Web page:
The right stick makes for better camera control than the Remote's D-pad, the close-together face buttons superior to the way commands are spread over the buttons of the Remote/Nunchuk 'Freestyle' set-up, meaning you can chain vertical and horizontal attacks, evasive maneuvers, and item usage with ease. Avoid the second Classic Controller set-up, however, which has the right stick used for attacking; it just doesn't work very well. The Remote is still used in whichever control option you go with, as you can pick it up and point at items for more information, or register monsters in your log book, when you are in the menu screens. It's fiddly in the heat of battle, but a cool feature nonetheless. The only thing that could be considered frustrating about the controls is the lack of lock-on to aid battle, but this is overcome easily and swiftly forgotten with a little practice.

Screenshot for Monster Hunter Tri on Wii - on Nintendo Wii U, 3DS games review

Whoever is responsible for the localisation should be given credit, as Monster Hunter Tri shines in this department as much as any. While there appear to be character limitations, resulting in some of the items names being a tad confusing, the descriptions and dialogue are spot on. They're a perfect mix of informative and humorous, to the point that you're probably taking on much more information than you realise. In a game with as much to it as this, that's a massive help. Unfortunately, the absolutely tiny text will require some squinting to make out at all times, which detracts from things.

The most impressive thing about Monster Hunter Tri is the sense that you really are in a world. There is a huge amount to do, and not even all of it involves fighting. You could quite happily spend time fishing, catching bugs or mining without killing a thing, and even within the fighting there is variety. You have to adapt to different conditions according to environment, such as slower movement underwater or the necessity of hot drinks in cold areas to stop your health slipping away, and because every monster is so different you must be constantly on the ball to deal with their approaches. Against the non-common, screen-filling beasts, you're always up for an intense fight that requires all your concentration if you don't want to end up as a pile of bones.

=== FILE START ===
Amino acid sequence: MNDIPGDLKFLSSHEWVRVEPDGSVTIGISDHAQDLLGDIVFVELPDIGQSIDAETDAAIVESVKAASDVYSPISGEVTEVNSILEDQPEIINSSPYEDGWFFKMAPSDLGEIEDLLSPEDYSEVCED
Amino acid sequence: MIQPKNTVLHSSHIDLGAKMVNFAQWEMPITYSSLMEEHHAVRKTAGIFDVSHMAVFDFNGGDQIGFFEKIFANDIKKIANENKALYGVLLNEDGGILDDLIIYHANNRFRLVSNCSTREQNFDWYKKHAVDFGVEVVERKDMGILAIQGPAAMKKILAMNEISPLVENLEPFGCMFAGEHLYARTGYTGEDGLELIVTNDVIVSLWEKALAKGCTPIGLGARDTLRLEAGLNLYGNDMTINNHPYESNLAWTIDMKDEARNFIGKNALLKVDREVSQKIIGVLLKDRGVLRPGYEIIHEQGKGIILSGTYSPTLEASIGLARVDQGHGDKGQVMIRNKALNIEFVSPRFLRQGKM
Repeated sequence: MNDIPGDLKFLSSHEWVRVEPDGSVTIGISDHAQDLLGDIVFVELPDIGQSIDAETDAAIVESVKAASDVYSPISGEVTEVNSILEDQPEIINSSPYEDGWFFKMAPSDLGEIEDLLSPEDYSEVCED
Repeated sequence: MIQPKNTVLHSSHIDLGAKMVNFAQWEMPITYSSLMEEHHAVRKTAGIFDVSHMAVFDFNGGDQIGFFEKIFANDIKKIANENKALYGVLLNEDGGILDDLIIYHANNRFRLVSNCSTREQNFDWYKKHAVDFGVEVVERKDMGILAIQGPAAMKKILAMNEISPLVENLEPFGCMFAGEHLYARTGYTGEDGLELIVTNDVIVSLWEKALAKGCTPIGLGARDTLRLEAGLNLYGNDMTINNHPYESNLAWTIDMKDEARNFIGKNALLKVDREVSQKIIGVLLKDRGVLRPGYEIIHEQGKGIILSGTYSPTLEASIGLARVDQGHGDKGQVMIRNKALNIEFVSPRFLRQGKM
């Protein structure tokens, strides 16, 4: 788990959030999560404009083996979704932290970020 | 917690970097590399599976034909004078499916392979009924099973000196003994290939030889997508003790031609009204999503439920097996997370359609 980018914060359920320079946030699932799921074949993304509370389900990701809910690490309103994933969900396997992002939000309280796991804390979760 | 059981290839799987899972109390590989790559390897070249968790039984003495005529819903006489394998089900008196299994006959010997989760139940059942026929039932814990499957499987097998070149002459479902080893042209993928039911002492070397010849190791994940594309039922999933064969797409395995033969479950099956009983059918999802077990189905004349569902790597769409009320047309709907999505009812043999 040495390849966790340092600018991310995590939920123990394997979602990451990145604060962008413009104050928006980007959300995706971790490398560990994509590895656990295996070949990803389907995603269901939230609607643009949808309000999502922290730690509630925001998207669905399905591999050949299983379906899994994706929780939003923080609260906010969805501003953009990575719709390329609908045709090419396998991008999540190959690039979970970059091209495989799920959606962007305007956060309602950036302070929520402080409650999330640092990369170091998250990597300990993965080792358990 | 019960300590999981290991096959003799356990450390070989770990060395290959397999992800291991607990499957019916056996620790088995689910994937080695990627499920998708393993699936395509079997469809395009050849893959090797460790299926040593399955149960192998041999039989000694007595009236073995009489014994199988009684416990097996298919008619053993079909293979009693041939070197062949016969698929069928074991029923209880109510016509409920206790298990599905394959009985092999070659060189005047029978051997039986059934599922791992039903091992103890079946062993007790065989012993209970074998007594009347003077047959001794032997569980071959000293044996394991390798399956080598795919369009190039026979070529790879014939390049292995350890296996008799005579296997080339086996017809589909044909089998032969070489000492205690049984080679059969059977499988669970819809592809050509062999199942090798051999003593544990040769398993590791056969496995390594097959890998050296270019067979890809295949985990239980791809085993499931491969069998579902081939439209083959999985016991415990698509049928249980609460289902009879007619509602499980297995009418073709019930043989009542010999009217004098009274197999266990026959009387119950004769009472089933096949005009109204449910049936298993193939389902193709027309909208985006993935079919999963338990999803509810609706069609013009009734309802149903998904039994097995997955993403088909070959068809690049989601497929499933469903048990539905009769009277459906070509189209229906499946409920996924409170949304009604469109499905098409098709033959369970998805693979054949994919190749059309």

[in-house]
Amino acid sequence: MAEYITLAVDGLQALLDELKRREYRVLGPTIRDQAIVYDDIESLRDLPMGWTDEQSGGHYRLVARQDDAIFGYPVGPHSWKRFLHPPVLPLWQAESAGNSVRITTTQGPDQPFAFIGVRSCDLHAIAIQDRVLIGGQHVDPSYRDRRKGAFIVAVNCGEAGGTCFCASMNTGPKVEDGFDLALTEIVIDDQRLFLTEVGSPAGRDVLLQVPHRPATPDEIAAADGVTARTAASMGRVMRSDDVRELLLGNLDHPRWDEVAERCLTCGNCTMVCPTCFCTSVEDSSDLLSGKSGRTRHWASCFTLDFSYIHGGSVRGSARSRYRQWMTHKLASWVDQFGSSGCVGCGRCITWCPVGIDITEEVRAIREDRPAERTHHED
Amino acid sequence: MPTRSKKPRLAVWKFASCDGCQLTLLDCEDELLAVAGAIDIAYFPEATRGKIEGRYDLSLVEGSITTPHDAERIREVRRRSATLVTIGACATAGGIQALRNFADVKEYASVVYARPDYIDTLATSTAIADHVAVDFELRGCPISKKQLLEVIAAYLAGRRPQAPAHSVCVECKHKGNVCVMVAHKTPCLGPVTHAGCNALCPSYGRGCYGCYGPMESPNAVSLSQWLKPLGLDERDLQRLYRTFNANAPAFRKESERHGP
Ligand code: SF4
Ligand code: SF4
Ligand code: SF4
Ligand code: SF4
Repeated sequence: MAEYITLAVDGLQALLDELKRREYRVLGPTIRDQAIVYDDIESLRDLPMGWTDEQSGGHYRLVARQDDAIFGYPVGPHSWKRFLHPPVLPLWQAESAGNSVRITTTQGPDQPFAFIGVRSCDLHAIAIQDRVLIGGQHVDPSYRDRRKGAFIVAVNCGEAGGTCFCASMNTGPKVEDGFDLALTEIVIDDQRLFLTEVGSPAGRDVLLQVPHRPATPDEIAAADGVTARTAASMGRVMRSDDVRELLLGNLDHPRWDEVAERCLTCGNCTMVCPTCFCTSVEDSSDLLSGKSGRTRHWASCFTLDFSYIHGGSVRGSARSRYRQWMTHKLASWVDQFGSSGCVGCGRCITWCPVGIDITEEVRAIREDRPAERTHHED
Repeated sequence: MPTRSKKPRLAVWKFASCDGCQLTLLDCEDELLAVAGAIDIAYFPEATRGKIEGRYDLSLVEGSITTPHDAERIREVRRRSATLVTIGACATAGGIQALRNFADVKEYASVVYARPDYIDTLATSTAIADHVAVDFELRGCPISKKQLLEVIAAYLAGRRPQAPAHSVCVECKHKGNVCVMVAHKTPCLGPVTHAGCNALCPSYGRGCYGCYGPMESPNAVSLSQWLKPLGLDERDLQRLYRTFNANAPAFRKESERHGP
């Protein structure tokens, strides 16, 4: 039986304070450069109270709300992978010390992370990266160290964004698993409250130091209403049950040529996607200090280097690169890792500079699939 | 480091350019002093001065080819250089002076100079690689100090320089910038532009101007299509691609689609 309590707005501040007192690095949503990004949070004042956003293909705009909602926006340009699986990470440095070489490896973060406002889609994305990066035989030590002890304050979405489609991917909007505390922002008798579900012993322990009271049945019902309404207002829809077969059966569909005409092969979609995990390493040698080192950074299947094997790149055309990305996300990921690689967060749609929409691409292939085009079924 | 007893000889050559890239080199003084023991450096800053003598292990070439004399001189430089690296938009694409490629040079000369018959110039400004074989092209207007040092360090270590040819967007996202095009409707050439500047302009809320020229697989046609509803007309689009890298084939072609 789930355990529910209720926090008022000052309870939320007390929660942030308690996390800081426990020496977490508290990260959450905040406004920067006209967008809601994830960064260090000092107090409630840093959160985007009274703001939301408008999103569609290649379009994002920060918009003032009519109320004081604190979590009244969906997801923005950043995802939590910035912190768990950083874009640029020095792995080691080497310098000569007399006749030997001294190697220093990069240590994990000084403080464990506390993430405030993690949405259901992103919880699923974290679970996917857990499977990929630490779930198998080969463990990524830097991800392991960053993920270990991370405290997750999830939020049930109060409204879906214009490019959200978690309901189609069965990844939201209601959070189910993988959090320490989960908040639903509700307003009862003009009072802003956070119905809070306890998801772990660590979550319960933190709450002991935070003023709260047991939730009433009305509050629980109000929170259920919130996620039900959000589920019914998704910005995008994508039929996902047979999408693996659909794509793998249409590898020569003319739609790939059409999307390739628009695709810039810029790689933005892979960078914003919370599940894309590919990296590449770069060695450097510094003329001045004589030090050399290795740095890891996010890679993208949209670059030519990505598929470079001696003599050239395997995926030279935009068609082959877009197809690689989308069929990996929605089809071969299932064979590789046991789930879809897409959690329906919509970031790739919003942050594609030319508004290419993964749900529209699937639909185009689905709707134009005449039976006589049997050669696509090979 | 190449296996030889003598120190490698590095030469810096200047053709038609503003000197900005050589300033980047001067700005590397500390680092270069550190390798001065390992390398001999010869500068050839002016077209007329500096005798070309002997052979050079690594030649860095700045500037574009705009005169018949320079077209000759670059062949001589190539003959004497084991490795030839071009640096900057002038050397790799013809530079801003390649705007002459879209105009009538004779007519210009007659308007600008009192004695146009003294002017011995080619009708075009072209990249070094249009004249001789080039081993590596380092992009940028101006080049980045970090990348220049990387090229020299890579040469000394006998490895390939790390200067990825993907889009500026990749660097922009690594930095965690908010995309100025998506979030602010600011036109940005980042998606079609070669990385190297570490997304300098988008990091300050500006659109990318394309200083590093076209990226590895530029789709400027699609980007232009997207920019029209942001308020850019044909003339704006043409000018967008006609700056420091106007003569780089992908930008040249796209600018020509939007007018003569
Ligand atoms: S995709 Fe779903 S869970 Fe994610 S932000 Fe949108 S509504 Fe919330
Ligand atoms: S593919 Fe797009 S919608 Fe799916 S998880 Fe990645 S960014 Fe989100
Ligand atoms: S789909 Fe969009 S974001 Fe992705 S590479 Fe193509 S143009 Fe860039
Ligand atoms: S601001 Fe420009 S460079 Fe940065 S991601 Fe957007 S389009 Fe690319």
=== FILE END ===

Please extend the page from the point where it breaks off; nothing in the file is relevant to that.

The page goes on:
The visuals, easily the best 'realistic' ones on Wii, take you in completely, with beautiful lands stretching off below the cliffs and superb subtle lighting effects; the fire torch sometimes appears to enhance nothing, but put it out and reignite it a few times and you will soon appreciate the faint orange glow that it gives off. The monsters are the most impressive part, though. Every inch of them covered in detailed textures and they act just as you would imagine. Their animation is perfect, with muscles flexing beneath skin, and in combination with the semi-realistic cries and the way that they interact with each other - carnivores preying on herbivores and the like - it feels as if you're in the middle of one of the most dangerous ecosystems ever conceived. This feeling is only heightened when coming up against boss characters, each accompanied by their own flourishes of orchestrated music. The first appearance of Lagiacrus will put the fear of God in you, and it's not the only instance of such a feeling. One of the best things is that there are no health bars or statistics spraying around the screen aside your own, which stay firmly out of the way at the top. The health status of your enemies is hinted at through the way they move; limping if they are close to death, for example. This makes for an extremely immersive experience, though regular loading times as you switch between areas do take away from this slightly.

Anybody that has ever complained about a lack of games on Wii needs to immediately look in Monster Hunter Tri's direction, where they will find, if they are willing to put the time into it, one of the best, most time-consuming games you will find on any system. This is a highlight of Wii's catalogue, and both the massive single player and online mode should keep people playing for a long, long time. Happy hunting.

Screenshot for Monster Hunter Tri on Wii- on Nintendo Wii U, 3DS games review

Gameplay